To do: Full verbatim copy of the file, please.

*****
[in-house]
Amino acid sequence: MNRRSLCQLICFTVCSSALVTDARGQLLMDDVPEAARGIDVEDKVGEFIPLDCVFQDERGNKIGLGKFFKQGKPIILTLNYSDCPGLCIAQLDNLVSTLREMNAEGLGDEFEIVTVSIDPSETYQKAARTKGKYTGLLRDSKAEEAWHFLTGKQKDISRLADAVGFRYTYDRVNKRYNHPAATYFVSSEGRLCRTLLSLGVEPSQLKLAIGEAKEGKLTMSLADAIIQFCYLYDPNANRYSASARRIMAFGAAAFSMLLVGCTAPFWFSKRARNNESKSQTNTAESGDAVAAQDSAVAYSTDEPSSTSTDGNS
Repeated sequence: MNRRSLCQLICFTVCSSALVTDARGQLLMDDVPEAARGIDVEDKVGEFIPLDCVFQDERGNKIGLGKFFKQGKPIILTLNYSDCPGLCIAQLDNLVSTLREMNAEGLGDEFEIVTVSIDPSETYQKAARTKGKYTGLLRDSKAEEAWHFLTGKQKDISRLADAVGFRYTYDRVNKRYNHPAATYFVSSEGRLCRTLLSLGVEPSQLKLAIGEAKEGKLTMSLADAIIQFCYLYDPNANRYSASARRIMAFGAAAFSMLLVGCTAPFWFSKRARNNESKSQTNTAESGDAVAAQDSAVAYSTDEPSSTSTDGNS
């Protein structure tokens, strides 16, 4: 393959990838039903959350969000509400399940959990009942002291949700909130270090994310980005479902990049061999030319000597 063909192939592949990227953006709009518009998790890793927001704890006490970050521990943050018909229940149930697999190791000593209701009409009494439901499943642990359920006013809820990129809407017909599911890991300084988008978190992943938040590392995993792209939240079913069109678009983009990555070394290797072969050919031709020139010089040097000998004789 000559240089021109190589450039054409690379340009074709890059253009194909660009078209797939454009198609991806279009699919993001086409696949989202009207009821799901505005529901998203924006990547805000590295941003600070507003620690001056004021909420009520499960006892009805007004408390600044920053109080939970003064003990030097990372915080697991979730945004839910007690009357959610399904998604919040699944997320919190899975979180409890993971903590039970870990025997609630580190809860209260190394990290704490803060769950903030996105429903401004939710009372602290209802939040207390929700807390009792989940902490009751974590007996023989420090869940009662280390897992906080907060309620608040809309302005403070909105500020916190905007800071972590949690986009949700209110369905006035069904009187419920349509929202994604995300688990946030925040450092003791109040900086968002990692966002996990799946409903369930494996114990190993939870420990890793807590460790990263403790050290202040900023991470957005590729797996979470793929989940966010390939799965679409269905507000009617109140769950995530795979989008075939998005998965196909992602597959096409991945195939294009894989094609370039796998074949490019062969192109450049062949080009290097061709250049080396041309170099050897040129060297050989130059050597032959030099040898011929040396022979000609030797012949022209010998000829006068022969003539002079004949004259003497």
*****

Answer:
[in-house]
Amino acid sequence: MNRRSLCQLICFTVCSSALVTDARGQLLMDDVPEAARGIDVEDKVGEFIPLDCVFQDERGNKIGLGKFFKQGKPIILTLNYSDCPGLCIAQLDNLVSTLREMNAEGLGDEFEIVTVSIDPSETYQKAARTKGKYTGLLRDSKAEEAWHFLTGKQKDISRLADAVGFRYTYDRVNKRYNHPAATYFVSSEGRLCRTLLSLGVEPSQLKLAIGEAKEGKLTMSLADAIIQFCYLYDPNANRYSASARRIMAFGAAAFSMLLVGCTAPFWFSKRARNNESKSQTNTAESGDAVAAQDSAVAYSTDEPSSTSTDGNS
Repeated sequence: MNRRSLCQLICFTVCSSALVTDARGQLLMDDVPEAARGIDVEDKVGEFIPLDCVFQDERGNKIGLGKFFKQGKPIILTLNYSDCPGLCIAQLDNLVSTLREMNAEGLGDEFEIVTVSIDPSETYQKAARTKGKYTGLLRDSKAEEAWHFLTGKQKDISRLADAVGFRYTYDRVNKRYNHPAATYFVSSEGRLCRTLLSLGVEPSQLKLAIGEAKEGKLTMSLADAIIQFCYLYDPNANRYSASARRIMAFGAAAFSMLLVGCTAPFWFSKRARNNESKSQTNTAESGDAVAAQDSAVAYSTDEPSSTSTDGNS
């Protein structure tokens, strides 16, 4: 393959990838039903959350969000509400399940959990009942002291949700909130270090994310980005479902990049061999030319000597 063909192939592949990227953006709009518009998790890793927001704890006490970050521990943050018909229940149930697999190791000593209701009409009494439901499943642990359920006013809820990129809407017909599911890991300084988008978190992943938040590392995993792209939240079913069109678009983009990555070394290797072969050919031709020139010089040097000998004789 000559240089021109190589450039054409690379340009074709890059253009194909660009078209797939454009198609991806279009699919993001086409696949989202009207009821799901505005529901998203924006990547805000590295941003600070507003620690001056004021909420009520499960006892009805007004408390600044920053109080939970003064003990030097990372915080697991979730945004839910007690009357959610399904998604919040699944997320919190899975979180409890993971903590039970870990025997609630580190809860209260190394990290704490803060769950903030996105429903401004939710009372602290209802939040207390929700807390009792989940902490009751974590007996023989420090869940009662280390897992906080907060309620608040809309302005403070909105500020916190905007800071972590949690986009949700209110369905006035069904009187419920349509929202994604995300688990946030925040450092003791109040900086968002990692966002996990799946409903369930494996114990190993939870420990890793807590460790990263403790050290202040900023991470957005590729797996979470793929989940966010390939799965679409269905507000009617109140769950995530795979989008075939998005998965196909992602597959096409991945195939294009894989094609370039796998074949490019062969192109450049062949080009290097061709250049080396041309170099050897040129060297050989130059050597032959030099040898011929040396022979000609030797012949022209010998000829006068022969003539002079004949004259003497």